Everything Old is New Again – Enterprise: “Broken Bow”
“Everything old is new again” is an expression I have heard so many times. What if it was applied to Star Trek? What if the showrunners of Star Trek, when tasked to come up with a new series, decided to go back to the origins of Starfleet? That was the premise of Enterprise and its premiere episode, named “Broken Bow”.
While Voyager was wrapping up its seventh season in early 2001, Enterprise was to debut that year, in the month of September, the latest in a continuous run of Star Trek series, beginning in 1986 with TNG. Since the forthcoming show piqued my interest, I was looking forward to the first episode of the series.
What we got was… wow!
Something I loved about the pilot was that, unlike prior series openers, the language is direct and sometimes coarse. What I also liked was the conflict in this pilot. We see humans not getting along so comfortably with the Vulcans; distrust on both ends means that a bond between the human race and the Vulcans would need to be developed – unlike in the prior series, where we all just “got along,” and the Vulcans were our friends. Here, not so much. We see the Vulcans helping humans, but to a point, not wanting us to venture out too far, like a parent wanting to wait for their children to mature before setting them out on their own, and thus the crew considers the addition of T’Pol to actually be the placement of a spy on board, for her superiors.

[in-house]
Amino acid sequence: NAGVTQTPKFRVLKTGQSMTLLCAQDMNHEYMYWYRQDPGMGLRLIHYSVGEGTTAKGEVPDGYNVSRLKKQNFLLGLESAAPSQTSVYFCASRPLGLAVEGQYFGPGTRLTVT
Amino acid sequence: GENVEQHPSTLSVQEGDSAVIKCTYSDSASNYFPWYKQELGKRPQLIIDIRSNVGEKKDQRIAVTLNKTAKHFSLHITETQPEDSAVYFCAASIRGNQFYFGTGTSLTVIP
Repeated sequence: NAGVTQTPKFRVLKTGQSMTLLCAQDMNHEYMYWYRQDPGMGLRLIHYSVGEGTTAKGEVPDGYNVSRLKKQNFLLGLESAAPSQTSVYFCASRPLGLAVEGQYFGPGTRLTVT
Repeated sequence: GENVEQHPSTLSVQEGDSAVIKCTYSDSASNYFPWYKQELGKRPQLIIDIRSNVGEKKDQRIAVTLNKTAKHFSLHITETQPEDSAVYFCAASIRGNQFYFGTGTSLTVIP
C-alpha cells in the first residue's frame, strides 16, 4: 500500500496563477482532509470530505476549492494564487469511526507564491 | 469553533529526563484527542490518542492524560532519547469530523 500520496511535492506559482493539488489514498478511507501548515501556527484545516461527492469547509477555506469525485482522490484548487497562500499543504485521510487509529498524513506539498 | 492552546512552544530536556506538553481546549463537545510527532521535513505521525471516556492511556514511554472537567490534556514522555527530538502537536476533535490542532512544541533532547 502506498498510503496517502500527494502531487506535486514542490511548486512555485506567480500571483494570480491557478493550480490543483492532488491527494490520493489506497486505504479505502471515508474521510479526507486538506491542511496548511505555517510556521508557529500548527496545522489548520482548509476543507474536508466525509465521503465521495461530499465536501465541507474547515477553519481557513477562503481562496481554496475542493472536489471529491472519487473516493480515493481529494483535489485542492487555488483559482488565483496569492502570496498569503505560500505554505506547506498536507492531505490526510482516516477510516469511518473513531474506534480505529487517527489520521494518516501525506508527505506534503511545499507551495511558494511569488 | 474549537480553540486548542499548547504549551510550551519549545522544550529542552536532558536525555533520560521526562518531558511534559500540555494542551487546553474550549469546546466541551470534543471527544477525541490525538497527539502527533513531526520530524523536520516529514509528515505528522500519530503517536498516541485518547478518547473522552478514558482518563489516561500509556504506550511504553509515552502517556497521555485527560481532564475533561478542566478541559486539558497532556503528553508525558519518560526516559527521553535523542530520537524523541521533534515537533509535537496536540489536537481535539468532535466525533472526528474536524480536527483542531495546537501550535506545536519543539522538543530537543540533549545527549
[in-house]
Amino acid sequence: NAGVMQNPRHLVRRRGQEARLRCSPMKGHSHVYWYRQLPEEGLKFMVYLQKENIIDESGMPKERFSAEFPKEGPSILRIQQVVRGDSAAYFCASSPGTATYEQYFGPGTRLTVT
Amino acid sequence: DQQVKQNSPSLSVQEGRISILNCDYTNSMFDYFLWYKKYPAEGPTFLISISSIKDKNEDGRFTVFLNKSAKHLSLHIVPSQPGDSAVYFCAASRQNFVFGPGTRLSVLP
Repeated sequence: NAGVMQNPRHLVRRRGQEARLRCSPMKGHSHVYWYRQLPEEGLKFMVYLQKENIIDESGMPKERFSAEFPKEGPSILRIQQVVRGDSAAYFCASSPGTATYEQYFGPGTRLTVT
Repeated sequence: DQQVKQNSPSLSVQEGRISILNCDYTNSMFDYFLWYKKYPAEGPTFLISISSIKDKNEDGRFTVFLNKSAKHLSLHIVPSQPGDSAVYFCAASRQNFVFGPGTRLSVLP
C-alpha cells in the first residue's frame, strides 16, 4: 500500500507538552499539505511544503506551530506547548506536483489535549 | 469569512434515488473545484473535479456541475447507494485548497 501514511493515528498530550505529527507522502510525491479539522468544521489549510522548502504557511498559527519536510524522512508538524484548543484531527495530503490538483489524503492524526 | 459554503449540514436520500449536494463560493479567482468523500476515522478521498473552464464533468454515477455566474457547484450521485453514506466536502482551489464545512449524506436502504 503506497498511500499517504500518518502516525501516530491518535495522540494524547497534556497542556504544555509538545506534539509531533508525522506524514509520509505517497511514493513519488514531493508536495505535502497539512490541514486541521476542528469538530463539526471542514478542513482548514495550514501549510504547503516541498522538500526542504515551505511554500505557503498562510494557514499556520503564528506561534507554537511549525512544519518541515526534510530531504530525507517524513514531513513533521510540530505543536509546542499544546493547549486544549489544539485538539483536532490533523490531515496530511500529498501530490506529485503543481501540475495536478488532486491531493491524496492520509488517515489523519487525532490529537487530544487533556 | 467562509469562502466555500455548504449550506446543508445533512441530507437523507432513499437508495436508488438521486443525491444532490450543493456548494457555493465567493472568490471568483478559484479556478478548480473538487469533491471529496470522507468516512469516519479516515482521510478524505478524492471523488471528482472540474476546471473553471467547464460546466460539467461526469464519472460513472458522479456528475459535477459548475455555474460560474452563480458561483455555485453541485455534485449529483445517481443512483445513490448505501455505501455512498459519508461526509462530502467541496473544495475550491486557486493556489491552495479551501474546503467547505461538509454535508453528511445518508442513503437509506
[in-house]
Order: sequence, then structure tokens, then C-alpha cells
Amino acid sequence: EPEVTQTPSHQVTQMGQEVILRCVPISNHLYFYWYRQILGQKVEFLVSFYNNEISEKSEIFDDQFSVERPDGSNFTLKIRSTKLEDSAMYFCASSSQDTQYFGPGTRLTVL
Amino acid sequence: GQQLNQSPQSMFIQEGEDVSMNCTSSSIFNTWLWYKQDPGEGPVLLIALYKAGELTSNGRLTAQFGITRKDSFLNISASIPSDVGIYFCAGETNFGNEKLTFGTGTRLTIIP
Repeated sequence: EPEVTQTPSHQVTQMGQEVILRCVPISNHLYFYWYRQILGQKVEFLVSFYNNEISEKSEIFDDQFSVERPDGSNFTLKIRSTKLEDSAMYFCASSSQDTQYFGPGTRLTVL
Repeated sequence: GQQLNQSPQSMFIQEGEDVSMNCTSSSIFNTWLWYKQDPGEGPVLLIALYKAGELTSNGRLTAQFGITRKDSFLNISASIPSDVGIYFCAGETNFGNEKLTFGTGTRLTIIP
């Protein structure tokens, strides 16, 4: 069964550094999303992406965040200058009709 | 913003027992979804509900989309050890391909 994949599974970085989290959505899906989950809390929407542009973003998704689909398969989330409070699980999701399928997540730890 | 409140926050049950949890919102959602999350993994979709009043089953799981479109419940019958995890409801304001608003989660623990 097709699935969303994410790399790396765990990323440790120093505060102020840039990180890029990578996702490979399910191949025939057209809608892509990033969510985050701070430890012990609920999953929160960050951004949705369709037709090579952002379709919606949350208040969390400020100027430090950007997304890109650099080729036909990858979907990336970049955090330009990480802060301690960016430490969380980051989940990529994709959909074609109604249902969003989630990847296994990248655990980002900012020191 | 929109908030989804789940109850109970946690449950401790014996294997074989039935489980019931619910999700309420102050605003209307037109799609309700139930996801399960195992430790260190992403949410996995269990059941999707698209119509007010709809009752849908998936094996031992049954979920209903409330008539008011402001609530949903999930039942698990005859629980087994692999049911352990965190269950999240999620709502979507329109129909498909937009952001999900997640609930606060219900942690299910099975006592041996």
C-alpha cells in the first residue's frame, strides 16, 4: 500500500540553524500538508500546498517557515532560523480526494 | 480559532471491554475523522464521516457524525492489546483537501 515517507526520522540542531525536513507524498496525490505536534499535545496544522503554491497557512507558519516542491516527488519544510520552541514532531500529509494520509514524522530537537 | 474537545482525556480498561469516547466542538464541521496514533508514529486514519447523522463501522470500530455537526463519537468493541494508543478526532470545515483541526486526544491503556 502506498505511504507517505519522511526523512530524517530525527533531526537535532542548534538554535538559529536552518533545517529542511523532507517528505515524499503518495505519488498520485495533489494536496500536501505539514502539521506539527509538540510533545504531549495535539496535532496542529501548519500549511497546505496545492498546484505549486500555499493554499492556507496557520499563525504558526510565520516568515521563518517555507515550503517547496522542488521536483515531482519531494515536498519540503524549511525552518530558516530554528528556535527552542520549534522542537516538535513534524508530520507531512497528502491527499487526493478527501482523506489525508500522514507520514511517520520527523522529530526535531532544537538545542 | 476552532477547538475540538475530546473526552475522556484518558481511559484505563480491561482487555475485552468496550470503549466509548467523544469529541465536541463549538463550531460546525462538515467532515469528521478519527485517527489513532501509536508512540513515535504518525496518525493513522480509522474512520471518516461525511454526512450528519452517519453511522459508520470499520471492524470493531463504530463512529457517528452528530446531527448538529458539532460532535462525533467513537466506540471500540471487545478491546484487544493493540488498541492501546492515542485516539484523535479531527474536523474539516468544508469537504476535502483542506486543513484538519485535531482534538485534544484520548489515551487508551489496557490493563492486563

Captain Archer views the Vulcans as a hindrance and demands his crew be allowed to begin their first mission. The way Archer’s character was written gave him the appearance of a self-assured person who was not going to be told what to do. I liked this, it was fresh and new, and it set a tone for his character for the rest of the series.
As the crew of Enterprise prepares the ship for its first voyage, we see that this is not a sophisticated starship like those from all the prior series, yet one that looks retro, with technology that looks in line with what should have existed in 2151.
Sexuality is explored in this episode, but in a very not-so-sexy way. The decon chamber scene with T’Pol and Trip was as stimulating as having two workers discuss their jobs… in their underwear. However, also set up in this opener is some sexual tension that will be part of future episodes.
A new series needs action, and we get to see a lot of it. Shootouts, fistfights, battles between the Enterprise and the Suliban spacecraft; they gave it to us, and much more.
Every new TV series – Star Trek or otherwise – tries to set a tone for the remainder of the series with the pilot episode. Sometimes it works, and sometimes it doesn’t. I think it works here. It made me want to watch the next episode and the next and right on through to the last episode, which is considered one of the worst of all time (that’s for another episode review).
I wasn’t alone. The pilot did do fairly well, opening to a good size audience, drawing in 12.5 million viewers. They must have been excited to see a new show that was unlike any prior series! I’m sure the creators of Enterprise were very happy with the viewership for “Broken Bow” and hoped it would continue on and on, episode after episode, although the ratings for Enterprise began to tumble after the show’s big opening.
Nowadays, we can always look to “Broken Bow” as a near-ideal precedent for how to premiere a new TV series. Why do I hold this opinion? Because it was different; it was old and new all at the same time. It met my expectations, and then some. I rewatched it before I wrote this article, and I see all the reasons why I liked it so much. And now, over twenty years since its debut, the pilot is even more appreciated than when it first aired. Basing the show around the origins of Starfleet turned out to be a gamble that paid off.